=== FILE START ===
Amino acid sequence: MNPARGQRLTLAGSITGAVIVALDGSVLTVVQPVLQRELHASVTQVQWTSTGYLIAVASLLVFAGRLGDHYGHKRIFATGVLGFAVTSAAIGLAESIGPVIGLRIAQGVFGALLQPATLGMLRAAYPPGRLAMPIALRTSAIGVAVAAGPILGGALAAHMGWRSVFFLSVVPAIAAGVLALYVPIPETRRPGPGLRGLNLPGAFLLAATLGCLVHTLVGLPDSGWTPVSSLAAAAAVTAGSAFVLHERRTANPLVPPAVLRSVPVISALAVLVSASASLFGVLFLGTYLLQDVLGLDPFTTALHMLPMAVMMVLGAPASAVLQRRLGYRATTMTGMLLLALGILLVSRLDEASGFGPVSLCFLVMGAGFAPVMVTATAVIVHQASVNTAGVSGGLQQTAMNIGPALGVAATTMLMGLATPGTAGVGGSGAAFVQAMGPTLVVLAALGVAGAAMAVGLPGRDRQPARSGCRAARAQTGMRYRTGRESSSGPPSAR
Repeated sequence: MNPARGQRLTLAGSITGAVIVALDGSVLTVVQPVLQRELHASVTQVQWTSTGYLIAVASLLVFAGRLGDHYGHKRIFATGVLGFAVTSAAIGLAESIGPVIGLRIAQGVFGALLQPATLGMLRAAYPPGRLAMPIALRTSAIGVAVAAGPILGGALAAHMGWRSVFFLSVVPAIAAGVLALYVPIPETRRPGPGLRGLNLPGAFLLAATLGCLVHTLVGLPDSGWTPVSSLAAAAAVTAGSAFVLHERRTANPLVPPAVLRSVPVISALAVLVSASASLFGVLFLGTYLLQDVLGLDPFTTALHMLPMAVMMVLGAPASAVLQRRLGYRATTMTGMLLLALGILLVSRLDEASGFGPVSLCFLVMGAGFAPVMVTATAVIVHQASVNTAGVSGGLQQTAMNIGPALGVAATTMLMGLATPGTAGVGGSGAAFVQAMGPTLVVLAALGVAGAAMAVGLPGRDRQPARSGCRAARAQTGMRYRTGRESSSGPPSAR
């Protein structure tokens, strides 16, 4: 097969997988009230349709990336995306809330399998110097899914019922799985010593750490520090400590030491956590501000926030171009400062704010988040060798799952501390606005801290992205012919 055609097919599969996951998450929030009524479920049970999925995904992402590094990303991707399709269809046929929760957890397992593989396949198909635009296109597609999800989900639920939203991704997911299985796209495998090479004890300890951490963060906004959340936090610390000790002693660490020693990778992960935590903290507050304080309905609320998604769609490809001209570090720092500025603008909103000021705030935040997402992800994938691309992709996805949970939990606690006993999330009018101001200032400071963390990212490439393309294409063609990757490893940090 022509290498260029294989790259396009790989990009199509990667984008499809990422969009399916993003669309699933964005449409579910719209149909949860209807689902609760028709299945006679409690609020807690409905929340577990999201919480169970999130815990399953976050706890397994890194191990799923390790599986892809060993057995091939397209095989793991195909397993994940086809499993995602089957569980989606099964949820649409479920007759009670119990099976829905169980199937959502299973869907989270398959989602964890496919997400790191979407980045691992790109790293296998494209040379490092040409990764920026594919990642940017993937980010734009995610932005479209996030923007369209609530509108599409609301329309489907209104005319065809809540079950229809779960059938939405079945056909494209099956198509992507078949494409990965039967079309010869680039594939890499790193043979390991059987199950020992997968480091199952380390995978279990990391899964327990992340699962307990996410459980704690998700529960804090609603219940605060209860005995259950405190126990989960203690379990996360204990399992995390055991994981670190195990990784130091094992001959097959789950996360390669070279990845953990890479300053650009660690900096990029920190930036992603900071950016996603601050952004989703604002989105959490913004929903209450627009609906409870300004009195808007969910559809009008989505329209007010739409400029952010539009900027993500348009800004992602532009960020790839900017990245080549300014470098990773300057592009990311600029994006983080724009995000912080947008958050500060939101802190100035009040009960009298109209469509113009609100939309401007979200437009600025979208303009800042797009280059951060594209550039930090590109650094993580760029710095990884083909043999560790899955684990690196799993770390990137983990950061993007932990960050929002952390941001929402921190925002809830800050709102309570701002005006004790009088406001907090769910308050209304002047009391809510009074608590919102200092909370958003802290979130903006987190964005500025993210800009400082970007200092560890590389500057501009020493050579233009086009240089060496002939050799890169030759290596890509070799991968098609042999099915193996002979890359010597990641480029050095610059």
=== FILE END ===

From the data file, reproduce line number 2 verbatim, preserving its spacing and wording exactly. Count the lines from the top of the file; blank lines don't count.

Repeated sequence: MNPARGQRLTLAGSITGAVIVALDGSVLTVVQPVLQRELHASVTQVQWTSTGYLIAVASLLVFAGRLGDHYGHKRIFATGVLGFAVTSAAIGLAESIGPVIGLRIAQGVFGALLQPATLGMLRAAYPPGRLAMPIALRTSAIGVAVAAGPILGGALAAHMGWRSVFFLSVVPAIAAGVLALYVPIPETRRPGPGLRGLNLPGAFLLAATLGCLVHTLVGLPDSGWTPVSSLAAAAAVTAGSAFVLHERRTANPLVPPAVLRSVPVISALAVLVSASASLFGVLFLGTYLLQDVLGLDPFTTALHMLPMAVMMVLGAPASAVLQRRLGYRATTMTGMLLLALGILLVSRLDEASGFGPVSLCFLVMGAGFAPVMVTATAVIVHQASVNTAGVSGGLQQTAMNIGPALGVAATTMLMGLATPGTAGVGGSGAAFVQAMGPTLVVLAALGVAGAAMAVGLPGRDRQPARSGCRAARAQTGMRYRTGRESSSGPPSAR